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Splake: the MNRís gift to the discerning fisherman
By Dan Gagnon

Up in Elliot Lake and much of Northern Ontario in winter, lake trout is king. Tons of anglers head out to remote lakes with their snowmobiles and motorized augers, with great success.

But for those of us looking for a tastier option and one that requires a little less hassle and equipment, splake is a perfect fit. Splake is a genetic cross of a male speckled trout and a female lake trout. They taste better than lakers and fight like a speckle trout and you donít have to worry about deep water and running tons of line. Plus, theyíre easier to catch in the winter than in the summer.

The MNR began breeding and stocking splake in an attempt to counter the damage to lake trout stocks caused by lampreys in the great lakes in the 1960s. By the 1990s and into today the MNR continues to breed and stock small inland lakes with splake, right across the province.


The Elliot Lake area has a number of splake lakes nestled in among the lake trout and traditional speck lakes. In fact, unless you get some local knowledge before heading out, itís a crapshoot whether that tap on the jigging line or flag on the tip up is a pure bred speck or a hybrid, migrant rogue splake. Both are quite tasty and worth the effort, but today weíre concentrating on splake techniques.

Splake will tend to group together and wander from deep to shallow water, working structure and breaks. Look for beaver houses and points that look like they arenít far from deep and shallow water. Bore some holes across a bunch of depths to see whatís working, pay attention to the depth and structure and work that structure again and again.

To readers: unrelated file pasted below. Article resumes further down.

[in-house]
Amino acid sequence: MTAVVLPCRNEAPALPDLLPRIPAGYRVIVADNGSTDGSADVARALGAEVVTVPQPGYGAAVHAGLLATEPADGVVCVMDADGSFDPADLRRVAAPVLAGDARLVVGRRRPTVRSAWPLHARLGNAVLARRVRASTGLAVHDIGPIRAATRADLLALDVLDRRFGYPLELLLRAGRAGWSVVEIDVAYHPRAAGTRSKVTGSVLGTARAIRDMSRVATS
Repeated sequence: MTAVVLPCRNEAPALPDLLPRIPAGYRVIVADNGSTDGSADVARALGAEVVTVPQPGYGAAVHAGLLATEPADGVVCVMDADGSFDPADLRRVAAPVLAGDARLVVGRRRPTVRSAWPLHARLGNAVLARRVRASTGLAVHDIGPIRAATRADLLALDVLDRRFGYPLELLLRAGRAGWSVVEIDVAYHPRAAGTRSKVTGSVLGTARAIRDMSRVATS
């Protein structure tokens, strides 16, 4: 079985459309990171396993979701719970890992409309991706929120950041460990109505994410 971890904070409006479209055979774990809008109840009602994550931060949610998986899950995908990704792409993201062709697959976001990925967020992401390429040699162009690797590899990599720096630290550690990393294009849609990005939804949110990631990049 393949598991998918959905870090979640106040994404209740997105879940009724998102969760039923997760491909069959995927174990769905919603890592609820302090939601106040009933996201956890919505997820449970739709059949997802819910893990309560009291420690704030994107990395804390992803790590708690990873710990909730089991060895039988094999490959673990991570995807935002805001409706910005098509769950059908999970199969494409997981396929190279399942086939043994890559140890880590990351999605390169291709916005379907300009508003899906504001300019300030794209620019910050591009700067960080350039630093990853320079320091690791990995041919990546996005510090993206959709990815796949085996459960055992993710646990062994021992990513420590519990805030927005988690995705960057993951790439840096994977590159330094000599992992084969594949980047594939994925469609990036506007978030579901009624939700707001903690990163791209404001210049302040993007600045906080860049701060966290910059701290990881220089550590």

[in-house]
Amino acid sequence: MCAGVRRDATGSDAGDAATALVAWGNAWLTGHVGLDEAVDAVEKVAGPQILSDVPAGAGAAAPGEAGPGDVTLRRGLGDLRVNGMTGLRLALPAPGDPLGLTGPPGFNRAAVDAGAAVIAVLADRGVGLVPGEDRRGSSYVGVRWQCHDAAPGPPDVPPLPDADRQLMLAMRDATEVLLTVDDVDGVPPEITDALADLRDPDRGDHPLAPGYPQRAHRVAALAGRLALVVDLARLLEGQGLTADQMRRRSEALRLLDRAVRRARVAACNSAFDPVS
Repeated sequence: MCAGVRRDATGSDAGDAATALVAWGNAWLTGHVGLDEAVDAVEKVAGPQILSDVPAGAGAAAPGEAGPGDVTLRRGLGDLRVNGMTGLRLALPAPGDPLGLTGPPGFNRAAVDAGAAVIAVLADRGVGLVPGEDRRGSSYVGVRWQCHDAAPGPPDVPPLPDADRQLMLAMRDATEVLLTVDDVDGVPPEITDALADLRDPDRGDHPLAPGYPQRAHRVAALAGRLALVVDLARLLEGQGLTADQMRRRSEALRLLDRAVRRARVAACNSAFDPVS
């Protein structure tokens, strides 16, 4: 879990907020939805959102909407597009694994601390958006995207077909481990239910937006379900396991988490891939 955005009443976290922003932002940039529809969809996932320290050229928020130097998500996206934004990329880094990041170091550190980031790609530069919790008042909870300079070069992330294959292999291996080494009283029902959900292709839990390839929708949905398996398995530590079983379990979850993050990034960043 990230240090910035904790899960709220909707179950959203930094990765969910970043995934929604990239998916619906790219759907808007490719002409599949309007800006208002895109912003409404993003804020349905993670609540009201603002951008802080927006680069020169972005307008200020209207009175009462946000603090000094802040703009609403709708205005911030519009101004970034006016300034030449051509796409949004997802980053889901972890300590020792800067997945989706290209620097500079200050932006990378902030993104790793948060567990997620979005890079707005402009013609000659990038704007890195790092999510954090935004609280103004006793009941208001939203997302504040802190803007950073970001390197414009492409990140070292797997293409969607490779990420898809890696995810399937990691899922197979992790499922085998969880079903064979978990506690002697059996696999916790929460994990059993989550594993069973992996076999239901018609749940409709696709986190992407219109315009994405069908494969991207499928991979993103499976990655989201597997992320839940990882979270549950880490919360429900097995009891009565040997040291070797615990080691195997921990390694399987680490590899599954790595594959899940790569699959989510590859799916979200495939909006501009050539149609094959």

I like to mix it up, using both a subtle and flashy technique. In Ontario, youíre allowed two lines per fisherperson, so I like to use a tip up with a lively minnow maybe two feet off bottom and a subtle presentation with a small treble hook and clear monofilament. At another depth, say 8 to 10 feet, Iíll use a jigging rod with a small (1 to 2 inch) spoon, Williams Wabbler or Swedish pimple, tipped with a minnow for some flash, try to attract a hit with a fairly strong jigging action. An aggressive splake will nail that spoon in no time. If theyíre not in an aggressive mood, try slower, smaller jigging or leave the spoon in favour of a small white jig and minnow. They could be lightly taping the line so you have to be on your toes and ready for the slightest nibble to set the hook.

For the tip up, keep it simple and subtle. Try using a swivel with about 10 inches of mono and a small split shot, then tie on a small treble hook. Hook only one of the trebles under the skin of an average sized minnow just behind the head, allowing the bait to swim around freely. The swivel will prevent the line from tangling and the split shot will generally keep the bait down to where you want it, a few feet off bottom. That way the minnow will swim fairly freely and realistically, and a roving splake will gobble that bait without thinking, and without being spooked by traditional black braided ice fishing line.

You might think at first youíll lose a lot of bait but I think what you will find is that you catch more fish and hence the bait is doing its job. It takes some getting used to. Since the hook is just behind the head and relatively small, when the splake (or laker or speck, you never know in winter) hits that bait head first he wonít even notice the hook. The tip up lets him run with it. This is where it takes some nerve. Let him go for second or two, lightly get ready and as soon as you feel the weight of the fish set the hook. That way the bait is well within his mouth when you set the hook and you greatly increase your odds of hooking and landing that fish.  

 Depending on the size of lake, the temperature and my energy level, I tend to move around, if splake arenít interested in that particular spot, pack it in and move on. You could always circle back and try again later if you donít find a reason to stay anywhere.

Next time you see all those pickup trucks and snowmobiles heading north for lakers, try a nice little splake lake and get a taste for what a gift the MNR has given us. Might as well take advantage when they do something right. Try mixing it up between medium and shallow depths, subtle and flashy techniques, and you wonít be disappointed.



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